OSH Tribunal reviews improvement notices and exemption applications

The Occupational Health and Safety Tribunal has revoked the improvement notices issued to the same applicant by the Worksafe Inspector in matters in 2018 and dismissed the applications made in each matter to exempt the applicant from compliance with reg 3.54 of the Occupational Safety and Health Regulations 1996 (WA).  

The Tribunal, however, affirmed the improvement notice issued in 2019 and the WorkSafe Commissioner’s decision not to grant the applicant an exemption from the requirements of reg 3.54 of the Regulations.

The applicant, in all four applications, contended that they should be exempted from reg 3.54 on the grounds that it substantially complied with the regulations or that compliance was unnecessary.


The applicant is a builder of multi-level buildings and has devised a system called the Hanssen Penetration System (HPS) to cover holes in the construction site and manage the risk of falls through the holes when the holes are not covered.

The applicant noted that reg 3.54 requires that a wire mesh be installed over the holes. The applicant conceded that the HPS does not fully comply with reg 3.54 in that there was no installation of wire mesh on any of their sites. However, the applicant argued that an exemption from the regulations ought to be granted because the HPS ‘substantially complies’ with the regulations.

The applicant contended that the HPS provides an equal or greater protection from the risk of injury, and that any risks or hazards associated with not having a wire mesh over the holes are addressed by alternate safety measures of the HPS.

The WorkSafe Commissioner opposed the exemption and submitted that the HPS does not achieve substantial compliance with reg 3.54 because it only complies with two of the three requirements of that regulation.

Improvement Notices

The Tribunal found that all sites subject to the 2018 applications have reached a point where there are no longer any holes or openings to which reg 3.54 applies. Therefore, the Tribunal found that affirmation of the improvement notices cannot be given practical effect and are revoked under s 51(5)(c) of the Occupational Safety and Health Act 1984.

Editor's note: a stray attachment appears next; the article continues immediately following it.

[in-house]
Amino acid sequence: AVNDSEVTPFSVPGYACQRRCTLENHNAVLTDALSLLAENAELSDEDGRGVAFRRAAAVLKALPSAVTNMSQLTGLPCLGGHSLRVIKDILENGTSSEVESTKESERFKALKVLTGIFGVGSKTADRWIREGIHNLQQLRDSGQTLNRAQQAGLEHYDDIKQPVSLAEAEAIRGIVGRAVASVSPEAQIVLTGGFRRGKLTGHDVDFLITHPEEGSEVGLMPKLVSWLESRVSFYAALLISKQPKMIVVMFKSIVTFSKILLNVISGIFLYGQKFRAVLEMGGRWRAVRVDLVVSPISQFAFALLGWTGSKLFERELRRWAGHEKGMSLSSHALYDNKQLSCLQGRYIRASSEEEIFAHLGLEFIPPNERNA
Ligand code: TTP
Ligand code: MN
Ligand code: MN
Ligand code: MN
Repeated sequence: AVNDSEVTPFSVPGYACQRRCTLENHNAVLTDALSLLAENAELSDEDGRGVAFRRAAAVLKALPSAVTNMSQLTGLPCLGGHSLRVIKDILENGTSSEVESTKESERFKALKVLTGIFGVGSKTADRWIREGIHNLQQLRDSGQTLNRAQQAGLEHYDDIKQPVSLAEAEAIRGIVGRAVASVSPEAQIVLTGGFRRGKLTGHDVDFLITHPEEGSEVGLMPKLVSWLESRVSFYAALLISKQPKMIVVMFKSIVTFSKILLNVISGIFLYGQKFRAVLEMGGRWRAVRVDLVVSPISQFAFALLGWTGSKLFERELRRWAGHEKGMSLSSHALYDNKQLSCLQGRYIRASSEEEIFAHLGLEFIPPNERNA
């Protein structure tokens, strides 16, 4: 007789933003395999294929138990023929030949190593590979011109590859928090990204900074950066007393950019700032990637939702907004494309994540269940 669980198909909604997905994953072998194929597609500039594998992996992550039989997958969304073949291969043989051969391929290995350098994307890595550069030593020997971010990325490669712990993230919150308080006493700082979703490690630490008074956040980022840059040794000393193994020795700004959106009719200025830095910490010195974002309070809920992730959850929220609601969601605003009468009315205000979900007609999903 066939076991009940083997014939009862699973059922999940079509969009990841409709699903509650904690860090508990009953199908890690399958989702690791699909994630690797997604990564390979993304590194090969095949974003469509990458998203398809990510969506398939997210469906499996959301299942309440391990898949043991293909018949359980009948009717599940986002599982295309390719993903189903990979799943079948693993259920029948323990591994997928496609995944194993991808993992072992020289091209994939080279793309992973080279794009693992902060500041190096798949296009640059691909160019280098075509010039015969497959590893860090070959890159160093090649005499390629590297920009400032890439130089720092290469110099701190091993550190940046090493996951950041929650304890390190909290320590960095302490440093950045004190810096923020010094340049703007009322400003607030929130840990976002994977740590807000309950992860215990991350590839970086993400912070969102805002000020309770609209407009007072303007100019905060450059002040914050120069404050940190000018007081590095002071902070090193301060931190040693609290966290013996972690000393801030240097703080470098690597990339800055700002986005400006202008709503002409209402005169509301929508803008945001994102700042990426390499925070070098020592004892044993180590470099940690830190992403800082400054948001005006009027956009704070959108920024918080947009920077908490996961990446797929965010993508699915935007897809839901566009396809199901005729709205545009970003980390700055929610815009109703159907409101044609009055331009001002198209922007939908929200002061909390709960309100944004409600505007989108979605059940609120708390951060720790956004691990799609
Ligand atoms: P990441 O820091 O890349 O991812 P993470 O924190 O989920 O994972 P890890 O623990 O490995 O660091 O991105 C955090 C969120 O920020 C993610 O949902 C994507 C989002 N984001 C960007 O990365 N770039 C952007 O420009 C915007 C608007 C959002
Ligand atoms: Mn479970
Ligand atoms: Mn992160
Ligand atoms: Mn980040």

However, the Tribunal found the site subject to the 2019 application still operational and issued orders that the applicant ensure all holes meet the requirements of reg 3.54, including the requirement to embed wire mesh over it.

Exemption Applications

The Tribunal noted that the WorkSafe Commissioner may exempt a person or workplace from the requirements of reg 3.54 if he is satisfied that there is ‘substantial compliance’. The Tribunal also noted that to find compliance with the requirements of the regulations unnecessary, it must be convinced that the HPS is safer or as safe as compliance with those requirements set out in the regulation such that it is not necessary to require compliance.

The Tribunal found, as the sites subject to the 2018 applications has reached a point where there are no longer any holes, no exemption can be granted for the 2018 applications. However, the Tribunal noted that revocation of the notices because of the completion of construction and the passage of time should not infer that the notices were not appropriate or justified.

The Tribunal then found on the evidence that there were significant weaknesses in the administration of the HPS at the operational site subject to the 2019 application. The Tribunal was not convinced that the implementation of the HPS rendered compliance with reg 3.54 unnecessary.


The Tribunal ordered that:

  1. The improvement notices issued in relation to the 2018 Applications be revoked and the applications to exempt each matter be dismissed;
  2. The improvement notice in the 2019 Application be affirmed and the applicant is directed to ensure all holes at the site are covered with wire mesh; and
  3. The WorkSafe Commissioner’s decision to not grant the applicant an exemption from the requirements of reg 3.54 be affirmed.

The decision can be read here.